super; → star; → cluster.

super-
  اَبَر-   
abar- (#)

Fr.: super-   

A prefix occurring originally in loanwords from Latin, with the basic meaning "above, beyond."

L. adverb and preposition super "above, over, on the top (of), beyond, besides, in addition to," from PIE base *uper "over," cognate with Pers. abar-, as below.

Mid.Pers. abar (Mod.Pers. bar- "on, upon, up"); O.Pers. upariy "above; over, upon, according to;" Av. upairi "above, over," upairi.zəma- "located above the earth;" cf. Gk. hyper- "over, above;" L. super-, as above; O.H.G. ubir "over."

super-canonical star
  ستاره‌ی ِ ابر-هنجاروار   
setâre-ye abar-hanjârvâr

Fr.: étoile super-canonique   

A star whose mass exceeds the → canonical upper limit of the stellar → initial mass function (Kroupa et al. 2012, arXiv:1112.3340).

super-; → canonical; → star.

super-Chandrasekhar SN Ia
  ابر-نو-اختر ِ گونه‌ی ِ Ia ی ِ ابر-چاندراسکهار   
abar-now-axtar-e gune-ye Ia-ye abar-Chandrasekhar

Fr.: supernova de type Ia super-Chandrasekhar   

A superluminous → Type Ia supernova which is characterized by a bright → light curve peak, a slow light curve evolution during the photospheric phase, and moderately low ejecta velocities. Modeling suggests ejecta masses far in excess of the → Chandrasekhar limit of mass for non-rotating → white dwarfs and the production of about 1.5 Msun of 56Ni. This precludes the interpretation of these events as thermonuclear explosions of Chandrasekhar-mass white dwarfs.

super-; → Chandrasekhar limit.

super-Earth
  ابر-زمین   
abar-zamin

Fr.: super-Terre   

An → extrasolar planet more massive than the Earth but less massive than 10 → Earth masses. The first discovered super-Earth orbits an M4 V star named GJ 876. Its estimated mass is 7.5±0.7 Earth masses and it has an orbital period of 1.94 days. It is close to the host star, and the surface temperature is calculated to lie between 430 and 650 K (Rivera et al. 2005, ApJ 634, 625).

super-; → Earth.

super-Eddington wind
  باد ِ ابر-ادینگتونی   
bâd-e abar-Eddingtoni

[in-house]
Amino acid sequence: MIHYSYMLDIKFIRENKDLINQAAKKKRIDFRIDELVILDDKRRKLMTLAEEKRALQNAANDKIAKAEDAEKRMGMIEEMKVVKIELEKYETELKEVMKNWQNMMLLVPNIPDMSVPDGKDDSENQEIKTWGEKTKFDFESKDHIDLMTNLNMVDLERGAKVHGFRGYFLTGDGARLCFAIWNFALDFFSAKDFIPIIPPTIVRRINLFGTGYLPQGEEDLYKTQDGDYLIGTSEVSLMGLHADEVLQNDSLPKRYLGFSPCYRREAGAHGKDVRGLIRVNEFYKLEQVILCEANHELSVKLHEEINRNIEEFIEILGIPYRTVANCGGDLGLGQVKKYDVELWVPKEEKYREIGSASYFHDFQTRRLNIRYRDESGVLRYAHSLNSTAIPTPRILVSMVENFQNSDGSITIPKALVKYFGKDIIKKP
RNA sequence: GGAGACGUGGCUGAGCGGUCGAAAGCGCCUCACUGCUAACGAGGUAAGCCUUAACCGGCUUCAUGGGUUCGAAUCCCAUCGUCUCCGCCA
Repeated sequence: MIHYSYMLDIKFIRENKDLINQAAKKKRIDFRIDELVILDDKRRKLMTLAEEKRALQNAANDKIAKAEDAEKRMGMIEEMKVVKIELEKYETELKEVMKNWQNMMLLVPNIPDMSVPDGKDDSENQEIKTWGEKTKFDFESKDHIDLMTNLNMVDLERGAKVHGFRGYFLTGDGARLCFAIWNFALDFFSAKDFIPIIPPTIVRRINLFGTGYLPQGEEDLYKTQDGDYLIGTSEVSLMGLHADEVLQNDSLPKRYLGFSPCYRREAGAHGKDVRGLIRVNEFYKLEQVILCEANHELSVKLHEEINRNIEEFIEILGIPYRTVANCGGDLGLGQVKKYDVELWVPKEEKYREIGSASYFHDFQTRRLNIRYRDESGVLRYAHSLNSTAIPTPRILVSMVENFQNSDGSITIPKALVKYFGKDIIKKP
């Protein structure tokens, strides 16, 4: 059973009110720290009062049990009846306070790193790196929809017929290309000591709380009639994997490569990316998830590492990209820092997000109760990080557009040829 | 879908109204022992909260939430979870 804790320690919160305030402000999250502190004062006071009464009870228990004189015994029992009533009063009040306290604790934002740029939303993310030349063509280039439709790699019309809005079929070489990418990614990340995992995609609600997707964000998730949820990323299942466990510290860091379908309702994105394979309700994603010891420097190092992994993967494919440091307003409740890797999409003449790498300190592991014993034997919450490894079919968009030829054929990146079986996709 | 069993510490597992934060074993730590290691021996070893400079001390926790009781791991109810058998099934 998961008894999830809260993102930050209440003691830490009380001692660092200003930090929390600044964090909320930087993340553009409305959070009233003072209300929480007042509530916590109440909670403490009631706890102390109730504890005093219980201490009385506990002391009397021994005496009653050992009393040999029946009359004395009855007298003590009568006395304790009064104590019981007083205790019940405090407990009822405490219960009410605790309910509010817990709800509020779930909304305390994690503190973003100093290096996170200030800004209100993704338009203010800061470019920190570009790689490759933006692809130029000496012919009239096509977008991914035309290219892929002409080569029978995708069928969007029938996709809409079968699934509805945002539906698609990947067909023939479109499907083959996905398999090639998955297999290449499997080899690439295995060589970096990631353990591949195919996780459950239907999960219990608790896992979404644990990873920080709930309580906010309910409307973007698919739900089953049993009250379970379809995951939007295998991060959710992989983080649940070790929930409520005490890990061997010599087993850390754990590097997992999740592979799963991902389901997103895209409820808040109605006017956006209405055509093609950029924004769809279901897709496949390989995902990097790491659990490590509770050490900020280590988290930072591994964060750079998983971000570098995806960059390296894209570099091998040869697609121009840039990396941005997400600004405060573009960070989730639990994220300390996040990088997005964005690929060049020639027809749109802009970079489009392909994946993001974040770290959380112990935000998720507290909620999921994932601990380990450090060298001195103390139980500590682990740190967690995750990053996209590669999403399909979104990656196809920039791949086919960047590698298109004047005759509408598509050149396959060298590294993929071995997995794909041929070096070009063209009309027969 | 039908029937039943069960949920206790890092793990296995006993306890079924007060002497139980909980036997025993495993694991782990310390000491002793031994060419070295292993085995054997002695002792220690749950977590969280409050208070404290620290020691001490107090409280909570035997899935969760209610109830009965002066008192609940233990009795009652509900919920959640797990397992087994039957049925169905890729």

Fr.: vent super-Eddington   

A → stellar wind accelerated by radiation pressure in the continuum from a star with a luminosity above the → Eddington limit.

super-; → Eddington limit; → wind.

superadiabatic temperature gradient
  زینه‌ی ِ دمای ِ اَبَر-بی‌دررو   
zine-ye damâ-ye abar-bidarrow

Fr.: gradient de température super-adiabatique   

A condition in which there is an excess of the actual temperature gradient over the → adiabatic temperature gradient corresponding to the same pressure gradient. A region with superadiabatic temperature gradient is convectively unstable. → Hayashi forbidden zone.

super-; → adiabatic; → temperature; → gradient.

superbubble
  اَبَر-تنگل   
abar-tangol

Fr.: superbulle   

A cavity hundreds of light-years across filled with a hot gas blown into the interstellar medium by multiple supernovae and stellar winds. Examples are the Local Bubble in the Orion Arm of the Milky Way and the N44 Superbubble in the Large Magellanic Cloud.

super-; → bubble

supercluster
  اَبَر-خوشه   
abar-xušé

Fr.: superamas   

1) An aggregation of clusters of galaxies (→ galaxy cluster). Superclusters are typically about one hundred million (108) → light-years in diameter and contain tens of thousands of galaxies. Some examples are the → Local Supercluster, → Centaurus supercluster, → Laniakea supercluster, → Perseus-Pisces superclusterShapley superclusterVirgo supercluster.
2) For stellar aggregations, → dynamical stream.

super-; → cluster

superclustering
  اَبَر-خوشه بندی   
abar-xuše bandi

Fr.:   

Grouping of galaxies in supercluster structure.

super-; → clustering

superconductivity
  اَبَر-هازندگی   
abar-hâzandegi

Fr.: superconductivité   

The phenomenon in which certain materials, when cooled to a sufficiently low temperature, lose all resistance to the flow of electricity.

super-; → conductivity

superconductor
  اَبَر-هازنده   
abar-hâzandé

Fr.: superconducteur   

A material which shows almost perfect conductivity at temperatures approaching absolute zero.

super-; → conductor.